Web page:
Employee Termination Checklist

Posted:  Jul 26, 2023

If you are a business owner contemplating terminating an employee’s contract but don’t know how to proceed, this article is just for you. In this blog post, we will draw out a comprehensive guide that will help you sail through the termination of an individual’s employment with ease!

So, without further delay, let’s embark on this journey together and bid farewell to termination troubles!


Understanding Employee Contract Termination: Likely Causes

Before we dive into the employee termination checklist, it is only fair to look at what employee contract termination is and the likely causes.

Terminating an employee’s employment contract can be seen as the cessation or conclusion of the employer-employee relationship, resulting in the employee no longer being bound by the terms and conditions of their original employment agreement.

However, it should be noted that terminating an employee’s employment is a very significant decision with legal and ethical implications. This is because, just like employers, employees also have rights and legal backing that safeguard them from illegal firing and all other work-related issues. So now, as an employer, you can’t just wake up one day and decide to go on a sacking spree; you need to have genuine reasons for doing that.

And so, in the remainder of this section, we will look at some factors that could cause an employee’s employment contract to be terminated.

  1. Poor Performance: One of the most common causes of employment termination is when an employee performs poorly at his or her place of work. If an employee consistently fails to meet the expected job performance standards despite receiving adequate training and support, the employer may decide to terminate their employment.
  2. Misconduct: Terminating an employee’s employment contract can also occur due to serious misconduct, such as theft, fraud, harassment, violence, or other unethical behaviour.
  3. Violation of Company Policies: If an employee violates a company’s laid down rules and regulations, they could get sacked. While this is even the least severe punishment, in some severe cases, an employee who breaches a company’s policies, rules, or codes of conduct may even get arrested if the violations significantly impact the organisation or its employees.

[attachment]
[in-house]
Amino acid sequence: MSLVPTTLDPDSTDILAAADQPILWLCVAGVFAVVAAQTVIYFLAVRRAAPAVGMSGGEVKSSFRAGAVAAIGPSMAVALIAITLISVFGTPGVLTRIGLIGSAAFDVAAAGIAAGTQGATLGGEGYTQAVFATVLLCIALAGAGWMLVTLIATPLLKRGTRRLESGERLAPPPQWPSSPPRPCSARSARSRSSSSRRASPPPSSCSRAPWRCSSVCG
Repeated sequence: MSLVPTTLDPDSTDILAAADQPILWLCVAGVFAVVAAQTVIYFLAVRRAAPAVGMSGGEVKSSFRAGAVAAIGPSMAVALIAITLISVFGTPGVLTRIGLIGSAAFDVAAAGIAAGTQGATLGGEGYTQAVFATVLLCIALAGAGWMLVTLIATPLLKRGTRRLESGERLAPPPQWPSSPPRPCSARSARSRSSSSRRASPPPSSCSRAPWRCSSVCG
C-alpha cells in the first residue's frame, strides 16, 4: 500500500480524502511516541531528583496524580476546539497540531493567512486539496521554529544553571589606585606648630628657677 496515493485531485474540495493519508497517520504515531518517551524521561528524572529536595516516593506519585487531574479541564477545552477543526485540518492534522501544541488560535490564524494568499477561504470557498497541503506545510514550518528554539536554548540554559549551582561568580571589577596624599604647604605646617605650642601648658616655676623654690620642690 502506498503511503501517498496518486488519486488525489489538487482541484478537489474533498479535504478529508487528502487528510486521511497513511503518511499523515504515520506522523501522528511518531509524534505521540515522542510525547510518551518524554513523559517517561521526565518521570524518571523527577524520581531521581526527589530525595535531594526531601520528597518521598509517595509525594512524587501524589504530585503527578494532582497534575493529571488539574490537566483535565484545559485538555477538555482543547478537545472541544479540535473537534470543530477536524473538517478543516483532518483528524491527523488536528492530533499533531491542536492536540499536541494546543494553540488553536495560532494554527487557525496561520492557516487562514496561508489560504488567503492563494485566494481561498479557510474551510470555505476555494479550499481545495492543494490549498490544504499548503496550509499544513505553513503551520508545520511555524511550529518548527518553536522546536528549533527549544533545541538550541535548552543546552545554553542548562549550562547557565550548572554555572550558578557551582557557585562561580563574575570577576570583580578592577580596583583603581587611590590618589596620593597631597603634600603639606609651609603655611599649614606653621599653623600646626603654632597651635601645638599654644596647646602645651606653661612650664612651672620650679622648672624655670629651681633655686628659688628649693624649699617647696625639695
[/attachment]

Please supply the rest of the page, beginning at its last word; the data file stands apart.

4. Insubordination: If an employee consistently refuses to follow instructions or demonstrates a lack of respect towards their superiors, they could be subject to termination.
  5. Corporate Restructuring or Merger: Even though this is not the employees' fault, during a corporate merger, acquisition, or restructuring, an employee’s employment contract may be terminated.


The Employee Termination Checklist

As we said earlier, terminating an employee’s employment contract is a delicate situation that, if not handled properly, can have legal and ethical implications. Therefore, as an employer, before you sack any of your employees, there are various things that you have to do first and foremost.

1.     Have Genuine Reasons for the Termination:

Much has already been said about this in the earlier sections. As a business owner or decision-maker, you can’t just decide to sack your employees randomly. It is neither ethical nor legal. So, if you are contemplating terminating an employee’s contract, ensure the reason is valid and not discriminatory. For instance, you have the legal right to dismiss an employee if they are not performing well or if he or she does something that goes against the company’s laid-down rules and regulations.